First sort all the numbers. Also consider an empty set of integers *S*, which represents the output. For each integer *x* in the sequence, If it’s not divisible by *k*, just pick it and insert it into *S*. Otherwise if it’s divisible by *k* check if *x* / *k* is in *S* or not. If it’s not in *S* insert *x* into *S* otherwise skip *x*.

I’d also like to note that this problem comes from an old problem in UVa Online Judge, with the same the name.

## 274B - Zero Tree

Author: havaliza

In the problem statement vertex 1 is not mentioned as root of the tree. But it seems if we make it the root of the tree we can figure out the solution easier. For the leaves of the tree we can see the least number of steps needed to make each of them equal to zero. Consider a vertex which all its children are leaves. The minimum number of times that we should increase this vertex is at least as the maximum times one of the children of this vertex is increased. Also the minimum number of times this vertex is decreased is at least as maximum times one of the children of this vertex is decreased. Now we know some necessary plus or minus steps that this vertex is included in them. So after all of the children of this vertex reached zero, this vertex itself has some new value. If the current value of the vertex is positive we should decrease this vertex certain times otherwise we should decrease it. So we can find the minimum number of times this vertex should be decreased and the minimum number of times this vertex should be increased. As we showed above if we know these pair of numbers for each child of a vertex then we can calculate these numbers for that vertex too.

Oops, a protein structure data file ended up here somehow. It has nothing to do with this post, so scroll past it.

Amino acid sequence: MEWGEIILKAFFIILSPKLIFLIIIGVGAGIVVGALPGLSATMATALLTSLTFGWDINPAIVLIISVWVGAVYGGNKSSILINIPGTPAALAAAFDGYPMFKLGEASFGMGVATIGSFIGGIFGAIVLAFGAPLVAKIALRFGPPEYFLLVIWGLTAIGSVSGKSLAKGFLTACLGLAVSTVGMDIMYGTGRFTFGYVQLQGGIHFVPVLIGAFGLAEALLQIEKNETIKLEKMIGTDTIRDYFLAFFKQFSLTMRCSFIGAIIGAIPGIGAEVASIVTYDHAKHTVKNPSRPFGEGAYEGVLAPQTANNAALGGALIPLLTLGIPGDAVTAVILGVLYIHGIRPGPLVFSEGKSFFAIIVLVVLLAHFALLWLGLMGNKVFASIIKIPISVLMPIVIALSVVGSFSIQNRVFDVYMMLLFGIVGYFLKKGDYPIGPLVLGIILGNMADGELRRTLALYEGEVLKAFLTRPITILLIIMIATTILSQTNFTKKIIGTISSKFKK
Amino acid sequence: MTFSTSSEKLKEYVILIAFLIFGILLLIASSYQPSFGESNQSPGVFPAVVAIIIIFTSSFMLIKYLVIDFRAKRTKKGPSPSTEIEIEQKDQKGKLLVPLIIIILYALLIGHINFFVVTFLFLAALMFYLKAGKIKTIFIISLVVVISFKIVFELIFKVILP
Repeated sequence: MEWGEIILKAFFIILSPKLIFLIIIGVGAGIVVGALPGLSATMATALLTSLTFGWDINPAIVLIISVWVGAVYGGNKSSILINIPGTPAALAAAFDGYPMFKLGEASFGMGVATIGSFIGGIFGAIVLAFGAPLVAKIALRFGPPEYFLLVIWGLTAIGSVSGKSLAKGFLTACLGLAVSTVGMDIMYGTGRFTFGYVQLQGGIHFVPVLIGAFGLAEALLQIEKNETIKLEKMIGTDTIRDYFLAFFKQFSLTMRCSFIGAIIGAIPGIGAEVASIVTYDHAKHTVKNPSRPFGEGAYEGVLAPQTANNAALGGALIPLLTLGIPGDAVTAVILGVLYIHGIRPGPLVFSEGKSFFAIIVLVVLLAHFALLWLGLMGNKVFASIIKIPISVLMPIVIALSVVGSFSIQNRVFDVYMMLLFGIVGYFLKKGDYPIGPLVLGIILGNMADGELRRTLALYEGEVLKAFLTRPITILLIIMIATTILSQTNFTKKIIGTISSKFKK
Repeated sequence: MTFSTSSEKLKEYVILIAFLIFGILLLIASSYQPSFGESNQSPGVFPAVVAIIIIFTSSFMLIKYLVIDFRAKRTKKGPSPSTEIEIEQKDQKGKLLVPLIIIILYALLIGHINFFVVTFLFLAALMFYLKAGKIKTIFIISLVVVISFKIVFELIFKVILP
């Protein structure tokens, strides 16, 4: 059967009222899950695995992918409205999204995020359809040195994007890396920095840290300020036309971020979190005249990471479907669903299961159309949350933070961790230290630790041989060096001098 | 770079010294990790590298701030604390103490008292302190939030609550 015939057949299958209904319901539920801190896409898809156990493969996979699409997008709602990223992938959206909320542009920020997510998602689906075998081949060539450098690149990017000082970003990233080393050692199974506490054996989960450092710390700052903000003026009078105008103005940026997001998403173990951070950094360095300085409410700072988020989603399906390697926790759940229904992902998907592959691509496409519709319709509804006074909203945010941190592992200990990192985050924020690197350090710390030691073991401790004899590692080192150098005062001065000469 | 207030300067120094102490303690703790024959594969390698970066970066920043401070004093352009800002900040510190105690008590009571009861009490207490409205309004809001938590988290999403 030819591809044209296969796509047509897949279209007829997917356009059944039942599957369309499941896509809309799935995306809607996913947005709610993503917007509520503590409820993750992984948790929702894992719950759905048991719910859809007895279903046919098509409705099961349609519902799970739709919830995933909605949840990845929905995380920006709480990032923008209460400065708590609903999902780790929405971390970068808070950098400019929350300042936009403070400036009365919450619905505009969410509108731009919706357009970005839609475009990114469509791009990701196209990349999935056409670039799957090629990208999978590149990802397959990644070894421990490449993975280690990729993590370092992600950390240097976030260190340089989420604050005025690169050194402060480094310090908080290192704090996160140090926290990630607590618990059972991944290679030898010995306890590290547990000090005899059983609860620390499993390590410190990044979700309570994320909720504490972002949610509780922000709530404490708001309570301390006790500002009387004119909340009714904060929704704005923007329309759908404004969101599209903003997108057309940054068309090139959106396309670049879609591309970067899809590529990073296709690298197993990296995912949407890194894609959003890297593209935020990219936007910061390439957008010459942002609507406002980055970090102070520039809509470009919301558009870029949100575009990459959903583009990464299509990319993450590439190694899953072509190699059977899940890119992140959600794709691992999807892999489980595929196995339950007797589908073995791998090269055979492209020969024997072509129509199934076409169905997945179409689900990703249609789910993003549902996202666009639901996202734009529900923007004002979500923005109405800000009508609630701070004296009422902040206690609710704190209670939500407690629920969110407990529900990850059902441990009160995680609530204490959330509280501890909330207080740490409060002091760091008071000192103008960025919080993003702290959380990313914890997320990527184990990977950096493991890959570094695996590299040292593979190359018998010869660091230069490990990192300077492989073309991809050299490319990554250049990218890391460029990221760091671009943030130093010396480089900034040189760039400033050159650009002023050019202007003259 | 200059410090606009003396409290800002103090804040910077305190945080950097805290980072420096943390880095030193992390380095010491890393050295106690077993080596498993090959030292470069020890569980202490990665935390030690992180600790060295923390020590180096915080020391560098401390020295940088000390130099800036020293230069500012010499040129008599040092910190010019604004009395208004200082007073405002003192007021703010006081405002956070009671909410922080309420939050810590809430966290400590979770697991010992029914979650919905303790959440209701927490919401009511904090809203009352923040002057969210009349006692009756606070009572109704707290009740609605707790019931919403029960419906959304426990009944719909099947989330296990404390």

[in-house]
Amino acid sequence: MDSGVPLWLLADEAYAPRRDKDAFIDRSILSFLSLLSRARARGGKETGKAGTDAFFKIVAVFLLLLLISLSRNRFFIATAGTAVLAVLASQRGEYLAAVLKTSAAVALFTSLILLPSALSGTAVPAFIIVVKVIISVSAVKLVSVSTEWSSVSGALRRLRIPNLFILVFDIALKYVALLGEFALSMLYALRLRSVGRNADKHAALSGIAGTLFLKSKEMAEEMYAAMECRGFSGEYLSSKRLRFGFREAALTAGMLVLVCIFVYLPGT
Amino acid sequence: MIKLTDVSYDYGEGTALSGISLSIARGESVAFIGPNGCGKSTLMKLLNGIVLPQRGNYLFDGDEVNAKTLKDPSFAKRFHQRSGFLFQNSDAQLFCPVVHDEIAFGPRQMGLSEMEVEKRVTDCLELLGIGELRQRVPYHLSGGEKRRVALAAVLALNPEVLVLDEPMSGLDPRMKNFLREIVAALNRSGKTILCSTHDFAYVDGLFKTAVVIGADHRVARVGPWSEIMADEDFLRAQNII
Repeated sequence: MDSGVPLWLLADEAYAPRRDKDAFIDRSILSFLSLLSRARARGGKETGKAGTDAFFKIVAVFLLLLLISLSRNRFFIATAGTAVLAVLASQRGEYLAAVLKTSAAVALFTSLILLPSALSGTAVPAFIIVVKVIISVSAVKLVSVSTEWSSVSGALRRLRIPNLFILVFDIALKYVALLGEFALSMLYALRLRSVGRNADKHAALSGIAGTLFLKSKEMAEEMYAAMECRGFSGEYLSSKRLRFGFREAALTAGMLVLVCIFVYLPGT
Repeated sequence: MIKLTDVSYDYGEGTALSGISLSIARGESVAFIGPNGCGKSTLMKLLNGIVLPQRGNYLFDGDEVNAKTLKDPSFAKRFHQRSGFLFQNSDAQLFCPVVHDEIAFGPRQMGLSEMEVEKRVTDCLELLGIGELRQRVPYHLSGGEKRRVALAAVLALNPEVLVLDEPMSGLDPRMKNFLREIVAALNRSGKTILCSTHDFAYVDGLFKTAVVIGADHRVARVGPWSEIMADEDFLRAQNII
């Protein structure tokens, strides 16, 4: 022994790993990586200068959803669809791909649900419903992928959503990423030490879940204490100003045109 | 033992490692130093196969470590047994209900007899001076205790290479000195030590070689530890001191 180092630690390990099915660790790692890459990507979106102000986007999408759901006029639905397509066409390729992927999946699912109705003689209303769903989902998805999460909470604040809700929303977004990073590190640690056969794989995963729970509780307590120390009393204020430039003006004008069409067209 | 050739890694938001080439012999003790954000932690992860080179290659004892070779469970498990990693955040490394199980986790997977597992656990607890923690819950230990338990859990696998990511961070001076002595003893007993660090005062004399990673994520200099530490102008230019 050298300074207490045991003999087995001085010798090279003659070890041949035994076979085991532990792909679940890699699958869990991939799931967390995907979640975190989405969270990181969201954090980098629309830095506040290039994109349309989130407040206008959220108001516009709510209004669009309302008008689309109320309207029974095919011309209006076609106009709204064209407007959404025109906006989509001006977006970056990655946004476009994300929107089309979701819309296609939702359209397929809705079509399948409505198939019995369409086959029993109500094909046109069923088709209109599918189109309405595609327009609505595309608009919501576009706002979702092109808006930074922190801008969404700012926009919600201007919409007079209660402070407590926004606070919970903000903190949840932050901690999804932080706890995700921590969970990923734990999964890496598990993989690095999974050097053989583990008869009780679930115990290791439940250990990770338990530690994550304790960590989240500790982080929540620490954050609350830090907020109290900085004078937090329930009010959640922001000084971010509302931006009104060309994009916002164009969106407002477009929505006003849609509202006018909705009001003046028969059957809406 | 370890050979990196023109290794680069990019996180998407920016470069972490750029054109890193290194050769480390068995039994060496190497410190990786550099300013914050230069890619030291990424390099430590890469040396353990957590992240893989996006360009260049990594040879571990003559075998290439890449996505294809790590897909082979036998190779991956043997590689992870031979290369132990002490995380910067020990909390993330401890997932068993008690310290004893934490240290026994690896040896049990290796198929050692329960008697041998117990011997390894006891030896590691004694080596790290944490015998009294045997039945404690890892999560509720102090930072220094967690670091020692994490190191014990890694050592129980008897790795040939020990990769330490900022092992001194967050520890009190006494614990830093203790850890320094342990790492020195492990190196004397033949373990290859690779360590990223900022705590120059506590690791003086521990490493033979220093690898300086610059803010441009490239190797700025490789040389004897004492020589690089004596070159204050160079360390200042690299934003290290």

This can be implemented using a simple DFS on the rooted tree. And the answer to the problem would be the sum of increments and decrements of vertex 1. The time complexity of the solution is *O*(*n*).

## 274C - The Last Hole!

Author: HamedSaleh

In the solution we will try to find the position of all points which are the last moments in holes. Here we claim that each minimal potential hole is one of these two forms:

For each three centers that form an acute triangle it’s obvious that they form a potential hole. The last point in this hole would be the in triangle’s circumcenter.